We are happy to provide more detailed information on any topic if needed.

Emergency boarding is available for cats if required.

We have protocols and procedures in place for dealing with folks who are self-isolating because they are at risk, as well as for folks who are unfortunate enough to become infected with coronavirus.

Always call us first and we will advise on best way forward to treat your pet under your individual circumstances.

FAQs about the Coronavirus

Corona FAQs

Q: What is SHVV doing to make their hospital as safe as possible for me and my pet?

A: We are monitoring AVA, NSW Government & WHO guidelines & updating our practice protocols constantly. We are asking clients who are unwell to stay at home, keeping employees home if they are unwell, cleaning surfaces within the clinic & maintaining distance as much as possible. Please help us by following our requests to stand back from reception, use hand-sanitisers etc.

Q: What can I do to help keep SHVV a safe place?

A: We need to minimise contact time between people so please

  • Limit the number of people presenting your pet to just one owner if possible
  • When arriving for your appointment, please wait in your car
  • Please phone us from your car on arrival and we can return the phone call to welcome you into the clinic when we are ready to see your pet.
  • Please use hand sanitisers located in the clinic.
  • Please phone ahead to order required prescription medicine repeats or food, worming and flea control in advance so we can arrange to have them ready for you without the need to wait.

Q: My pet needs to be seen by a Vet but I’m in self-isolation (maybe I have tested positive to COVID-19). What can I do?

A: Call us! We will discuss options – rest assured we will find a way to care for your pet. Please do not break quarantine and put other people at risk.

Q: I need to come to the Vet hospital but I don’t want to (because I’m elderly or immunocompromised). What can I do?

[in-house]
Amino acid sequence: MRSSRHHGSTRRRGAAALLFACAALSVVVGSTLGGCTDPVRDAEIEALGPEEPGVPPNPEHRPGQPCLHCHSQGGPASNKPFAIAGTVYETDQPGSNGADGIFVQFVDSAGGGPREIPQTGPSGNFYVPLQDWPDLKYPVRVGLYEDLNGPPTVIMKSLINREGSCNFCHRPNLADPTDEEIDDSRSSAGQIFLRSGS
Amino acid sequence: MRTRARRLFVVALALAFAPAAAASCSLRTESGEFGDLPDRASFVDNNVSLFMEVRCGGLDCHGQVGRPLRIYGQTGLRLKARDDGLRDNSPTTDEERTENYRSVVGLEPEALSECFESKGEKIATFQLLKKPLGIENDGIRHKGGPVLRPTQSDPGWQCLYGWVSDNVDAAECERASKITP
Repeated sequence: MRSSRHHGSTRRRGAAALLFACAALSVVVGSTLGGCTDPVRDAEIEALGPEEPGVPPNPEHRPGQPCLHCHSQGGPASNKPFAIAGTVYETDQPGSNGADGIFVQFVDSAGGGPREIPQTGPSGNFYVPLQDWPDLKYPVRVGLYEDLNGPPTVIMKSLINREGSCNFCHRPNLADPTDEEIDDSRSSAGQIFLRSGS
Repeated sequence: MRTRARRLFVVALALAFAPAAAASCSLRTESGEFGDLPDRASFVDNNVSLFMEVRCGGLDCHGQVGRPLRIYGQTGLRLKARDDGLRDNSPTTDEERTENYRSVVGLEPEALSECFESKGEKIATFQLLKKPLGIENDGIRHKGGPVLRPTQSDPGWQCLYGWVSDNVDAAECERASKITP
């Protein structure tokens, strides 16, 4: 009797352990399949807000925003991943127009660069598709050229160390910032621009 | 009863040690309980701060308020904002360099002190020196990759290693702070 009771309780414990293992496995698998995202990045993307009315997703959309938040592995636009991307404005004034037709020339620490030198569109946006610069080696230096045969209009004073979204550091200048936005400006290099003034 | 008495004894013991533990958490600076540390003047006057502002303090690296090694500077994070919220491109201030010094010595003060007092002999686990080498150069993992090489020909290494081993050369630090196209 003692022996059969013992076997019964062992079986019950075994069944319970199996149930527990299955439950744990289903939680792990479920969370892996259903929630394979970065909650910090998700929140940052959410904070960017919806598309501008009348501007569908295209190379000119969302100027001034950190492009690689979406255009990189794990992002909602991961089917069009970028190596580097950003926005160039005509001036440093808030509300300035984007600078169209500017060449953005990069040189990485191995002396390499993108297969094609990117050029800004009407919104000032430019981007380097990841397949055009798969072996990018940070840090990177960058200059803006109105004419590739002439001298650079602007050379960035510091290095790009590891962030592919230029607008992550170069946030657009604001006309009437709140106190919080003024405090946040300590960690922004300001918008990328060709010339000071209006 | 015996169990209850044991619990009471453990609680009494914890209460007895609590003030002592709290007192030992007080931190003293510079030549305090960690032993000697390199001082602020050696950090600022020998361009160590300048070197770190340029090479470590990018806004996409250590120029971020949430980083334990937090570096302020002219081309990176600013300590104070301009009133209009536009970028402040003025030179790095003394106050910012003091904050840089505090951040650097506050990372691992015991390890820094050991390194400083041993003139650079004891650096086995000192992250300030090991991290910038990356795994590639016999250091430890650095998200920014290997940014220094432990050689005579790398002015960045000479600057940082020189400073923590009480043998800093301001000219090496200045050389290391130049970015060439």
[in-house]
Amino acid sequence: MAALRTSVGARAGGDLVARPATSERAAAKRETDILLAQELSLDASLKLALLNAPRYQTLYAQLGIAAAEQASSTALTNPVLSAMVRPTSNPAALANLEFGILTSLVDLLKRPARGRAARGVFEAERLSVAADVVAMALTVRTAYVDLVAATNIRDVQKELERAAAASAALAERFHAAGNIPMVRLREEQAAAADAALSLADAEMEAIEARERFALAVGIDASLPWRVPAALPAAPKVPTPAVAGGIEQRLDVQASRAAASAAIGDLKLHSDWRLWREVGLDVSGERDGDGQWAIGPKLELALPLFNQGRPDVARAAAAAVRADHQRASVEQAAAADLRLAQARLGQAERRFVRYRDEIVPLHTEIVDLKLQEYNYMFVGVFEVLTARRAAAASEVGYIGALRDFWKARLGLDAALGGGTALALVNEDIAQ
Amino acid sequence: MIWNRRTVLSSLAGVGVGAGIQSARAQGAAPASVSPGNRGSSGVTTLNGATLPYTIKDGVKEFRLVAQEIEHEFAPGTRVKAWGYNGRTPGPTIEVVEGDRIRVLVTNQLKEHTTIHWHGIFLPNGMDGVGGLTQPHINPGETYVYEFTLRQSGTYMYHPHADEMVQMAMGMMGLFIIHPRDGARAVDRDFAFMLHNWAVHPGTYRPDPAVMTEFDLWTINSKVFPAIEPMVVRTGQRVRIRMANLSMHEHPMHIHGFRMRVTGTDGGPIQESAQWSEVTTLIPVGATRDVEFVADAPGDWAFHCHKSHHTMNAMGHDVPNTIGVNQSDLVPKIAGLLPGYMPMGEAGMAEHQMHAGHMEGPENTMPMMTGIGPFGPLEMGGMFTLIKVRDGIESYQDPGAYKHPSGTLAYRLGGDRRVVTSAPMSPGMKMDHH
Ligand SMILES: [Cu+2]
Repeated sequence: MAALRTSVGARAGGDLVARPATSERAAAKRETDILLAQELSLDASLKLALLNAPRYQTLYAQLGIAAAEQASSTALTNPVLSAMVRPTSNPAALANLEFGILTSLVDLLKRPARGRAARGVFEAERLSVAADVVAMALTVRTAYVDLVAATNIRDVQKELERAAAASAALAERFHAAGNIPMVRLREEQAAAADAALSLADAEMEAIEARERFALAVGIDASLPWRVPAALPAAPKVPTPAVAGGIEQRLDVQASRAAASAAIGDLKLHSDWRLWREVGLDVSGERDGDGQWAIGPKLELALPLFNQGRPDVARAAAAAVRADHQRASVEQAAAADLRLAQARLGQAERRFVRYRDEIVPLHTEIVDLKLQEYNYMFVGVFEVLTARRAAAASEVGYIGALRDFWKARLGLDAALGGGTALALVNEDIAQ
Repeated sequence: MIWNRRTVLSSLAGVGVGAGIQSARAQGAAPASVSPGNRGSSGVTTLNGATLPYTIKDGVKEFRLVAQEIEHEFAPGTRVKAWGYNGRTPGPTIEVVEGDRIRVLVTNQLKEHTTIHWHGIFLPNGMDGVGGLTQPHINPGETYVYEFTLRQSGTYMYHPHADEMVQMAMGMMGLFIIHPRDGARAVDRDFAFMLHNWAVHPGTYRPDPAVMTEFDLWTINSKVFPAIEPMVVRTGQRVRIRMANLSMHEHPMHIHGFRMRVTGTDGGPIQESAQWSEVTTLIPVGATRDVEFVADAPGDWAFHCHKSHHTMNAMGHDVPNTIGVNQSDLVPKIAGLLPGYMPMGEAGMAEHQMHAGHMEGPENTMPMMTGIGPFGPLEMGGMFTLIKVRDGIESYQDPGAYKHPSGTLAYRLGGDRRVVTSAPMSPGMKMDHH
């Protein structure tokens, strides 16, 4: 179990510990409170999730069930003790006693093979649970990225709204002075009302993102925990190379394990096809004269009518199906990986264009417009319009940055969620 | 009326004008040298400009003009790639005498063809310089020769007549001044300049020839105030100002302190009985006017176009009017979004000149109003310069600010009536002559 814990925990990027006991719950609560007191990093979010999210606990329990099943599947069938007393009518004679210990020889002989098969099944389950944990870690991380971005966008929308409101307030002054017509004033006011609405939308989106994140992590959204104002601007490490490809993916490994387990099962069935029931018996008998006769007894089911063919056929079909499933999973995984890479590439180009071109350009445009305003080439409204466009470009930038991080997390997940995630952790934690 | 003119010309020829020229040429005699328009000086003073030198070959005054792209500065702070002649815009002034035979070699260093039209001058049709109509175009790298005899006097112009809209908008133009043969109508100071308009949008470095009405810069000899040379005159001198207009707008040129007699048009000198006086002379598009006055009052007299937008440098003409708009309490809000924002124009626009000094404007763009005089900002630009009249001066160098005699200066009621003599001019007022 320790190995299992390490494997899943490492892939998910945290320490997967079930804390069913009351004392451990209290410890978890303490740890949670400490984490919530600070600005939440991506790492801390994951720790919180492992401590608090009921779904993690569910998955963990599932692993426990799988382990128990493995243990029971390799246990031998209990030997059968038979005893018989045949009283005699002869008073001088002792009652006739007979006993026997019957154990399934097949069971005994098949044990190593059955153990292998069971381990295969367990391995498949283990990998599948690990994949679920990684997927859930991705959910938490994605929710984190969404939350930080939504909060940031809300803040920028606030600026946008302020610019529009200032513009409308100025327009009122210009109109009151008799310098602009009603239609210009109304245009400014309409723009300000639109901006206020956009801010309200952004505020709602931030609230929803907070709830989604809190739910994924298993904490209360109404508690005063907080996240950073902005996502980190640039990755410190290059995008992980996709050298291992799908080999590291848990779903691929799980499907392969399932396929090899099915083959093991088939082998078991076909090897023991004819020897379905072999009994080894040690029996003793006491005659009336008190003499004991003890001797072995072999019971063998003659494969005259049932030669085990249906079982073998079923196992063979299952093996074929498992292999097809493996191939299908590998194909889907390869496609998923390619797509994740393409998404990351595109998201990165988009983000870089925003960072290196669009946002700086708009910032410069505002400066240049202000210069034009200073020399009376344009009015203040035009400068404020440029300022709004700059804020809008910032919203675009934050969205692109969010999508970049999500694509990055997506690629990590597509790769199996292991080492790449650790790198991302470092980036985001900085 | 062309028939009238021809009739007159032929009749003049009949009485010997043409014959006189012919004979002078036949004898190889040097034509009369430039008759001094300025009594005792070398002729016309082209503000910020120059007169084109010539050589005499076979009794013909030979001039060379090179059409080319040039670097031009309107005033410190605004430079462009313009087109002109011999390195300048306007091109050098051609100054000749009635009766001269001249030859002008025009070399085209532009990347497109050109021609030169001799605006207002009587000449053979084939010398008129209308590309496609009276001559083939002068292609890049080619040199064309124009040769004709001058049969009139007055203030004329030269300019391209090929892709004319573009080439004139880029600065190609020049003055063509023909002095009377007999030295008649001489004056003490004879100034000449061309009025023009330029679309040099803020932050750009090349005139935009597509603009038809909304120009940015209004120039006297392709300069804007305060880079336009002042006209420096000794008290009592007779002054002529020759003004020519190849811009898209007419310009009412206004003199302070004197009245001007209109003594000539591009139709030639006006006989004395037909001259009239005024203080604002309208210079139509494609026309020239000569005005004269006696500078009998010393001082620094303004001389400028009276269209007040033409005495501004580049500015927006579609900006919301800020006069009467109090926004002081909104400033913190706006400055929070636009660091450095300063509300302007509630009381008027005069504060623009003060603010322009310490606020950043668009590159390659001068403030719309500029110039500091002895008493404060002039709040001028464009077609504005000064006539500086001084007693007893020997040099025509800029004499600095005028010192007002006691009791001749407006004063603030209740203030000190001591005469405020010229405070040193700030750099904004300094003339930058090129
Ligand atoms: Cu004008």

A: Call us! We will discuss options – rest assured we will find a way to care for your pet. Options include dropping-off medications, house-calls or collecting your pet to be examined at the hospital.

Q: How does COVID-19 spread?

A: The World Health Organisation states: People can catch COVID-19 from others who have the virus. The disease can spread from person to person through small droplets from the nose or mouth which are spread when a person with COVID-19 coughs or exhales. These droplets land on objects and surfaces around the person. Other people then catch COVID-19 by touching these objects or surfaces, then touching their eyes, nose or mouth. People can also catch COVID-19 if they breathe in droplets from a person with COVID-19 who coughs out or exhales droplets. This is why it is important to stay more than 1 meter (3 feet) away from a person who is sick.

Q: Can I catch Covid-19 from my pet?

A: The World Health Organisation states: While there has been one instance of a dog being infected in Hong Kong, to date, there is no evidence that a dog, cat or any pet can transmit COVID-19. COVID-19 is mainly spread through droplets produced when an infected person coughs, sneezes, or speaks. To protect yourself, clean your hands frequently and thoroughly.

Q: Can humans catch COVID-19 from animals?

A: The World Health Organisation states: Coronaviruses are a large family of viruses that are common in animals. Occasionally, people get infected with these viruses which may then spread to other people. For example, SARS-CoV was associated with civet cats and MERS-CoV is transmitted by dromedary camels. Possible animal sources of COVID-19 have not yet been confirmed.

To protect yourself, such as when visiting live animal markets, avoid direct contact with animals and surfaces in contact with animals. Ensure good food safety practices at all times. Handle raw meat, milk or animal organs with care to avoid contamination of uncooked foods and avoid consuming raw or undercooked animal products.

Useful links:

Coronavirus: Information for looking after your pets

Update on taking care of your pets during the coronavirus epidemic

We know this is an anxious time for everyone and you may be concerned how best to look after your pet in this current situation.